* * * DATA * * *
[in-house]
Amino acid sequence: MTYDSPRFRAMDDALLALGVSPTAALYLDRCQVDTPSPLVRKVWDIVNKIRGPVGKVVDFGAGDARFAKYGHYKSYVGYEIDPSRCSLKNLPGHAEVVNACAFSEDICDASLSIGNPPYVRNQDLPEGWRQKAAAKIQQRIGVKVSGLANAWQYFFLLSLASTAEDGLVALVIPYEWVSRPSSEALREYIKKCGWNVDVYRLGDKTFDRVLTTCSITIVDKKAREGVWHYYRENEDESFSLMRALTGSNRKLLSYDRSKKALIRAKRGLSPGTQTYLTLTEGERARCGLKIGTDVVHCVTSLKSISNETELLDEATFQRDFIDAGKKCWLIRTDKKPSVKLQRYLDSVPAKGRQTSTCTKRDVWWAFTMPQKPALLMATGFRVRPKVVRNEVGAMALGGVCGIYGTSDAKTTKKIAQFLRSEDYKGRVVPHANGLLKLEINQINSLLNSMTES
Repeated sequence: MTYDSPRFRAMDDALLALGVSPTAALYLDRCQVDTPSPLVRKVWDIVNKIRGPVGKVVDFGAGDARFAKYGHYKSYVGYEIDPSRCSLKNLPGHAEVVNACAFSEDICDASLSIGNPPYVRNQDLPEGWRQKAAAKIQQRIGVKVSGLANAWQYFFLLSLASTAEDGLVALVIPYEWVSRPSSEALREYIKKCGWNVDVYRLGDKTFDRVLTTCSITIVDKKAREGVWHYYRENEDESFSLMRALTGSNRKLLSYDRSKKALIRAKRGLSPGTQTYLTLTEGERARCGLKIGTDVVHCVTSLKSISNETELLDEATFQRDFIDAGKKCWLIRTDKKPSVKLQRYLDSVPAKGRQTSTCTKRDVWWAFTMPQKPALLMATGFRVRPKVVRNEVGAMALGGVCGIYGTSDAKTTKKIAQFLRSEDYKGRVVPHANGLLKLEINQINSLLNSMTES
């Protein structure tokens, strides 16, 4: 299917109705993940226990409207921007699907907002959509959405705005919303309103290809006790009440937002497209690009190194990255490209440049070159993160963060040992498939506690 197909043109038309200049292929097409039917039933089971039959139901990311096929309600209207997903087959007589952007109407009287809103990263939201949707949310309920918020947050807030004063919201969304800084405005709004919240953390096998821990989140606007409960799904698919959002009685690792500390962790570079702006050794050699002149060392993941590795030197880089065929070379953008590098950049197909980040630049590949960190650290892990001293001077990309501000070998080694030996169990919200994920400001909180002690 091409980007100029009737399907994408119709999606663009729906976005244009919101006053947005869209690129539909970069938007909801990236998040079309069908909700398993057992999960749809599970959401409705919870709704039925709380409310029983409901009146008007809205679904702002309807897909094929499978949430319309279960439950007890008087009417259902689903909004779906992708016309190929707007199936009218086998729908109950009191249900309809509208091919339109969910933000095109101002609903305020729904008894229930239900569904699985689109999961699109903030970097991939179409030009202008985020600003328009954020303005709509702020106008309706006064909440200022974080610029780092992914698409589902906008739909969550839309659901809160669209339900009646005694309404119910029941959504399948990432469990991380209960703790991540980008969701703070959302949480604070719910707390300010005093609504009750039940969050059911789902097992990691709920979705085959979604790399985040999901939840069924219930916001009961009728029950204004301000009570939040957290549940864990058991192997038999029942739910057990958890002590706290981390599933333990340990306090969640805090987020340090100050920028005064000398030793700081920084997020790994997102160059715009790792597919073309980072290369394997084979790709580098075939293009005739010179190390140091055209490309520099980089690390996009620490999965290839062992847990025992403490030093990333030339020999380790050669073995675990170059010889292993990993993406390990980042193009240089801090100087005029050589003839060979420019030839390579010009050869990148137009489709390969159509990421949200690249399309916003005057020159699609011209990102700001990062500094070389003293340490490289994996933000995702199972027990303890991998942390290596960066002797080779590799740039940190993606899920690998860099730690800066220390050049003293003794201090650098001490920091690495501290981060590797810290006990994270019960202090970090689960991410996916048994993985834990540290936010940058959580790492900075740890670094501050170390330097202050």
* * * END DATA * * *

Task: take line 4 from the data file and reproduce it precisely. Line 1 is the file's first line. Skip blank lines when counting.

């Protein structure tokens, strides 16, 4: 299917109705993940226990409207921007699907907002959509959405705005919303309103290809006790009440937002497209690009190194990255490209440049070159993160963060040992498939506690 197909043109038309200049292929097409039917039933089971039959139901990311096929309600209207997903087959007589952007109407009287809103990263939201949707949310309920918020947050807030004063919201969304800084405005709004919240953390096998821990989140606007409960799904698919959002009685690792500390962790570079702006050794050699002149060392993941590795030197880089065929070379953008590098950049197909980040630049590949960190650290892990001293001077990309501000070998080694030996169990919200994920400001909180002690 091409980007100029009737399907994408119709999606663009729906976005244009919101006053947005869209690129539909970069938007909801990236998040079309069908909700398993057992999960749809599970959401409705919870709704039925709380409310029983409901009146008007809205679904702002309807897909094929499978949430319309279960439950007890008087009417259902689903909004779906992708016309190929707007199936009218086998729908109950009191249900309809509208091919339109969910933000095109101002609903305020729904008894229930239900569904699985689109999961699109903030970097991939179409030009202008985020600003328009954020303005709509702020106008309706006064909440200022974080610029780092992914698409589902906008739909969550839309659901809160669209339900009646005694309404119910029941959504399948990432469990991380209960703790991540980008969701703070959302949480604070719910707390300010005093609504009750039940969050059911789902097992990691709920979705085959979604790399985040999901939840069924219930916001009961009728029950204004301000009570939040957290549940864990058991192997038999029942739910057990958890002590706290981390599933333990340990306090969640805090987020340090100050920028005064000398030793700081920084997020790994997102160059715009790792597919073309980072290369394997084979790709580098075939293009005739010179190390140091055209490309520099980089690390996009620490999965290839062992847990025992403490030093990333030339020999380790050669073995675990170059010889292993990993993406390990980042193009240089801090100087005029050589003839060979420019030839390579010009050869990148137009489709390969159509990421949200690249399309916003005057020159699609011209990102700001990062500094070389003293340490490289994996933000995702199972027990303890991998942390290596960066002797080779590799740039940190993606899920690998860099730690800066220390050049003293003794201090650098001490920091690495501290981060590797810290006990994270019960202090970090689960991410996916048994993985834990540290936010940058959580790492900075740890670094501050170390330097202050």